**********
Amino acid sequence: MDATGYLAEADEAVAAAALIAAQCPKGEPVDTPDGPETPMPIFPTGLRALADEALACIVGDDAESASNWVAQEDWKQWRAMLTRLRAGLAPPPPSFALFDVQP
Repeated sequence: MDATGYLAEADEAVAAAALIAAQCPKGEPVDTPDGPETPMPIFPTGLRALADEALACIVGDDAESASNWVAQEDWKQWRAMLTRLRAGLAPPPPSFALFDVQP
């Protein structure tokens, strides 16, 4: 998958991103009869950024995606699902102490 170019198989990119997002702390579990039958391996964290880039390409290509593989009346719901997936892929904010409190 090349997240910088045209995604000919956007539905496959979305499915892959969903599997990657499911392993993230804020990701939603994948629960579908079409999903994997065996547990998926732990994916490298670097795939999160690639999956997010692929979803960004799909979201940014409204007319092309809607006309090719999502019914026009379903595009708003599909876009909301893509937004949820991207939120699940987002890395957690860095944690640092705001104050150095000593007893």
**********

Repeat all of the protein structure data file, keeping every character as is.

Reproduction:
Amino acid sequence: MDATGYLAEADEAVAAAALIAAQCPKGEPVDTPDGPETPMPIFPTGLRALADEALACIVGDDAESASNWVAQEDWKQWRAMLTRLRAGLAPPPPSFALFDVQP
Repeated sequence: MDATGYLAEADEAVAAAALIAAQCPKGEPVDTPDGPETPMPIFPTGLRALADEALACIVGDDAESASNWVAQEDWKQWRAMLTRLRAGLAPPPPSFALFDVQP
């Protein structure tokens, strides 16, 4: 998958991103009869950024995606699902102490 170019198989990119997002702390579990039958391996964290880039390409290509593989009346719901997936892929904010409190 090349997240910088045209995604000919956007539905496959979305499915892959969903599997990657499911392993993230804020990701939603994948629960579908079409999903994997065996547990998926732990994916490298670097795939999160690639999956997010692929979803960004799909979201940014409204007319092309809607006309090719999502019914026009379903595009708003599909876009909301893509937004949820991207939120699940987002890395957690860095944690640092705001104050150095000593007893």